ST's In-Check DNA amplification and analysis platform, when combined with CombiMatrix microarrays, may enable it to be "as sensitive, or more sensitive," than current fluorescent/optical detection techniques and provide a number of advantages over optical detection, the firms said.
Also last week, CombiMatrix's parent company Acacia Research said it plans to raise $2.9 million in a private placement of its Acacia Research-CombiMatrix common stock. The cash will go to Acacia's balance sheet, it will help fund CombiMatrix's entry into the molecular diagnostics market, and it will support the company's "long-term strategy" of developing new products for its CustomArray line, the company said in a statement.
Terms of the deal call for Acacia to sell 1,300,444 shares of its common stock at $2.25 per share to an undisclosed "select" group of institutional investors.
NCI Approves New $104M Proteomics Initiative
The National Cancer Institute's Board of Scientific Advisors has approved a five-year, $104 million budget for a new program aimed at optimizing current proteomic technologies.
The program, called the Clinical Proteomics Technologies Initiative, hopes to optimize current proteomic technologies by improving reproducibility, standardization of data formats, throughput capabilities, sample preparation and handling, sensitivity, and specificity.
In addition, the program aims to develop new technologies, reagents, systems, and working consortia to advance the field of cancer proteomics research. Funding for the program will be given out over five years.
According to Gregory Downing, the director of NCI's Office of Technology and Industrial Relations, the NCI will issue requests for applications and requests for proposals for the new program in the fall.
Venter Launches New Company, Hopes to
Synthesize Genome to Create Bacterium
Nearly four years after being shown the door at Celera Genomics and creating a family of nonprofits, Craig Venter has founded a new company that aims to create an organism from synthetically crafted and oriented genes.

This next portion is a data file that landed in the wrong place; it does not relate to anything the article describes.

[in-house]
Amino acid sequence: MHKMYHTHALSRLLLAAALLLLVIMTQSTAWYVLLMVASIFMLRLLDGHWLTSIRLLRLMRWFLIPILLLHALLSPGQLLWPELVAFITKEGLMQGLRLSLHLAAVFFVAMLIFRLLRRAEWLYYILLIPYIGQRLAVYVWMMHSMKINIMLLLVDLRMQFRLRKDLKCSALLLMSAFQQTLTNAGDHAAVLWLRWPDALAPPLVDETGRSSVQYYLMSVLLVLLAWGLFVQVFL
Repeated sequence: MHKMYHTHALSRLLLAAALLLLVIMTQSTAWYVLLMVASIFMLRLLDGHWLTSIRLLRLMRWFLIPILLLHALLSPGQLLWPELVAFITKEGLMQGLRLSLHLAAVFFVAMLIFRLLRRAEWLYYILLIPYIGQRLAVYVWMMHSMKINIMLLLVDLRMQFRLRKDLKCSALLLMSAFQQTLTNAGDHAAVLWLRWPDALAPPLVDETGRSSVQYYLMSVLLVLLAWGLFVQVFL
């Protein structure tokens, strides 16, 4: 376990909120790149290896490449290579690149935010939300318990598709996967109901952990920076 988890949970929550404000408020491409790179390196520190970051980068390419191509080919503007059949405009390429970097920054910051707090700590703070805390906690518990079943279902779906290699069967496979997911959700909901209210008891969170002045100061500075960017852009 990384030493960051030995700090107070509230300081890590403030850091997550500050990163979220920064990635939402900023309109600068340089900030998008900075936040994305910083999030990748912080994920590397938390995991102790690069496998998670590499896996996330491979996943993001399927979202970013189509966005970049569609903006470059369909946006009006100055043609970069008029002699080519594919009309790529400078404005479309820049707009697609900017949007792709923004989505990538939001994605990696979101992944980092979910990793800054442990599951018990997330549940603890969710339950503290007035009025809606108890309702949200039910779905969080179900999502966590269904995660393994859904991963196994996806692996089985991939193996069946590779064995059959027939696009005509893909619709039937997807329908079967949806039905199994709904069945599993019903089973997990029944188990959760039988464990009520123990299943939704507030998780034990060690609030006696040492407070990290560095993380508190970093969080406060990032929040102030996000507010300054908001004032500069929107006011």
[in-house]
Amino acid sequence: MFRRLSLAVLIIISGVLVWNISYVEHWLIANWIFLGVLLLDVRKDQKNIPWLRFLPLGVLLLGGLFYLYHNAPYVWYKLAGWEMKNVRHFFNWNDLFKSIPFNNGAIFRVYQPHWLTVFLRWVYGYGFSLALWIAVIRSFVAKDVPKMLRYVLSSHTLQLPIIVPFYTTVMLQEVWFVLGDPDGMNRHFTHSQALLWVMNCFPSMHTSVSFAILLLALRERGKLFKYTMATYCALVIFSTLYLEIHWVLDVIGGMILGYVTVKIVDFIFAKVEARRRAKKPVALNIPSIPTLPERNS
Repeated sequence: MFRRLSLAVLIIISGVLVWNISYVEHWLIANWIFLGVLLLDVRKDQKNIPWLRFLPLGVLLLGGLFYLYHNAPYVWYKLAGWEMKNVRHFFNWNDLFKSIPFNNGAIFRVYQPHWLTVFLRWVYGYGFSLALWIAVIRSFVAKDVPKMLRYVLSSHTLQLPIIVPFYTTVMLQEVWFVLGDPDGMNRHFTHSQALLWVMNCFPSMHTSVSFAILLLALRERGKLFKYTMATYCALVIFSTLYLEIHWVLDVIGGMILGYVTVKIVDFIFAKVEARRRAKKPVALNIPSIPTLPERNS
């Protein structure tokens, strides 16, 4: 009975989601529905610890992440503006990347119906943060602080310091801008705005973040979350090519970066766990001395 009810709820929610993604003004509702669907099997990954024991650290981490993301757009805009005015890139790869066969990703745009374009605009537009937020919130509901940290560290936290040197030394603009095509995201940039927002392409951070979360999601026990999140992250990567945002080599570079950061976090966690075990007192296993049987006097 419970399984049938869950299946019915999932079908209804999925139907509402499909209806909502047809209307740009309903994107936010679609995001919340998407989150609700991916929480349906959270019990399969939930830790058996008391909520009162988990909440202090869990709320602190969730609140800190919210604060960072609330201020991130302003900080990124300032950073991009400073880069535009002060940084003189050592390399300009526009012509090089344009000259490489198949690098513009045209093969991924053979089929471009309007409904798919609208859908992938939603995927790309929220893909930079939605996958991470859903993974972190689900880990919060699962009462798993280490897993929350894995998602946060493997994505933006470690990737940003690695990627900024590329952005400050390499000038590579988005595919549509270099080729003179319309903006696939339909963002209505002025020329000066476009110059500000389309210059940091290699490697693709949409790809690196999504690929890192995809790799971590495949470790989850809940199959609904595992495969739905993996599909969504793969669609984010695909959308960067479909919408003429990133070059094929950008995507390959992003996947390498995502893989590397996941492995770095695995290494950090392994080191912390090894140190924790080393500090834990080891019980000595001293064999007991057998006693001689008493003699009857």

The company, Synthetic Genomics, is in the process of building a "minimal genome" that can be inserted into the shell of a bacterium, in this case the 517-gene Mycoplasma genitalium, which scientists may eventually genetically engineer to perform specific industrial tasks.
Though the company is still developing the technology, and its applications are speculative, Venter suggests one potential application is in the production of alternate energy sources.
Synthetic Genomics builds on the success Venter and colleagues had two years ago after they synthesized a genome to create the bacteriophage phiX174. Though other researchers managed to build an organism from the genome up before Venter — in 2002, a team from the State University of New York at Stony Brook used off-the-shelf oligos to create poliovirus — Venter founded the new company to create the first man-made bacterium.
Synthetic Genomics' technology is still being developed. The company, based in Rockville, Md., is sponsoring and working with researchers from Venter's nonprofit, the J. Craig Venter Institute, to remove genes from M. genitalium "to identify the minimum set of genes necessary for an organism to survive in a controlled environment," according to the company's website.
Once that has been accomplished, Synthetic Genomics will attempt to synthesize the genome, "add the desired biological capabilities," and insert it into an environment "that allows metabolic activity and replication — the creation of a synthetic cell," the company said.
After designing and producing a synthetic chromosome — M. genitalium has just one — the team plans to develop a proof of concept in either of two bio-energy applications: hydrogen or ethanol.
Though the technology is still being developed, what is well-known is the way Venter's team was able to create the bacteriophage phiX174. As GenomeWeb News reported in 2003, researchers at what was at the time known as the Institute for Biological Energy Alternatives used short oligonucleotides and adapted PCR into a technique called polymerase cycle assembly, or PCA, to build this genome in 14 days. Like PCR, PCA produces double-stranded gene sequences from single-stranded templates.
Researchers on that study included Ham Smith, who is now executive vice president and co-chief scientific officer at Synthetic Genomics, and Clyde Hutchison, of the University of North Carolina, Chapel Hill, who is president of the company's scientific advisory board. Juan Enriquez, founding director of Harvard Business School's Life Sciences Project, is president.
At a 2003 press conference announcing results from that research, Venter stressed that his team would not commercialize PCA, nor would he file patents on it. "We'd rather wait till the next stage when there's a clear-cut application: for instance if we have something that produces hydrogen that might hold some value."